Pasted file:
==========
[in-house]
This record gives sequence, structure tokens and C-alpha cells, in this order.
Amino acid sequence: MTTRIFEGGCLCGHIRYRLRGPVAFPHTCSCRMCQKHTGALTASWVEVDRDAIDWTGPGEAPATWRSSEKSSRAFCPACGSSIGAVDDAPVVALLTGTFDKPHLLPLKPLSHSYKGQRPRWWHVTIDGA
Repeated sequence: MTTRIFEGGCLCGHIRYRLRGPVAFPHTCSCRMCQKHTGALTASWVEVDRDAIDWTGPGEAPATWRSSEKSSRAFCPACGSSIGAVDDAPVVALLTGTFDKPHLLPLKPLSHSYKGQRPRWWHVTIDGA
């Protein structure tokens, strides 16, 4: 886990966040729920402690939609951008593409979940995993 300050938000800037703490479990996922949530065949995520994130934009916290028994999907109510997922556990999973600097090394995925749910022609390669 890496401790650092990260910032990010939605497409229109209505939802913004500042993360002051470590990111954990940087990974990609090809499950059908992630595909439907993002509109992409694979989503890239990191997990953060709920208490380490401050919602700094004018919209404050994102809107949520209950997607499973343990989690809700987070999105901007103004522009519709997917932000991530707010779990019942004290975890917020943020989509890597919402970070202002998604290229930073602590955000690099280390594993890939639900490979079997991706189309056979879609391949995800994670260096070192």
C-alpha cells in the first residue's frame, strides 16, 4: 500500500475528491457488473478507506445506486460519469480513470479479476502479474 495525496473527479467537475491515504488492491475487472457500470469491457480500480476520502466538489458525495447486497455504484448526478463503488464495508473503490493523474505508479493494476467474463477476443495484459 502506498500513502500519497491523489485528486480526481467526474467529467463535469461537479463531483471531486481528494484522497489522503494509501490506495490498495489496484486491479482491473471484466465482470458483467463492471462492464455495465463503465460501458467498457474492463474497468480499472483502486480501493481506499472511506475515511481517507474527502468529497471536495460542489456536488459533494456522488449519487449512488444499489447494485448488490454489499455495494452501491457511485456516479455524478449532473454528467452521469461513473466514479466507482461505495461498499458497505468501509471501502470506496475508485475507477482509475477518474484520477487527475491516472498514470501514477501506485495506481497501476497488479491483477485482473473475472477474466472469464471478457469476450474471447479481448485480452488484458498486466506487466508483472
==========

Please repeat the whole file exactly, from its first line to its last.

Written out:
[in-house]
This record gives sequence, structure tokens and C-alpha cells, in this order.
Amino acid sequence: MTTRIFEGGCLCGHIRYRLRGPVAFPHTCSCRMCQKHTGALTASWVEVDRDAIDWTGPGEAPATWRSSEKSSRAFCPACGSSIGAVDDAPVVALLTGTFDKPHLLPLKPLSHSYKGQRPRWWHVTIDGA
Repeated sequence: MTTRIFEGGCLCGHIRYRLRGPVAFPHTCSCRMCQKHTGALTASWVEVDRDAIDWTGPGEAPATWRSSEKSSRAFCPACGSSIGAVDDAPVVALLTGTFDKPHLLPLKPLSHSYKGQRPRWWHVTIDGA
């Protein structure tokens, strides 16, 4: 886990966040729920402690939609951008593409979940995993 300050938000800037703490479990996922949530065949995520994130934009916290028994999907109510997922556990999973600097090394995925749910022609390669 890496401790650092990260910032990010939605497409229109209505939802913004500042993360002051470590990111954990940087990974990609090809499950059908992630595909439907993002509109992409694979989503890239990191997990953060709920208490380490401050919602700094004018919209404050994102809107949520209950997607499973343990989690809700987070999105901007103004522009519709997917932000991530707010779990019942004290975890917020943020989509890597919402970070202002998604290229930073602590955000690099280390594993890939639900490979079997991706189309056979879609391949995800994670260096070192």
C-alpha cells in the first residue's frame, strides 16, 4: 500500500475528491457488473478507506445506486460519469480513470479479476502479474 495525496473527479467537475491515504488492491475487472457500470469491457480500480476520502466538489458525495447486497455504484448526478463503488464495508473503490493523474505508479493494476467474463477476443495484459 502506498500513502500519497491523489485528486480526481467526474467529467463535469461537479463531483471531486481528494484522497489522503494509501490506495490498495489496484486491479482491473471484466465482470458483467463492471462492464455495465463503465460501458467498457474492463474497468480499472483502486480501493481506499472511506475515511481517507474527502468529497471536495460542489456536488459533494456522488449519487449512488444499489447494485448488490454489499455495494452501491457511485456516479455524478449532473454528467452521469461513473466514479466507482461505495461498499458497505468501509471501502470506496475508485475507477482509475477518474484520477487527475491516472498514470501514477501506485495506481497501476497488479491483477485482473473475472477474466472469464471478457469476450474471447479481448485480452488484458498486466506487466508483472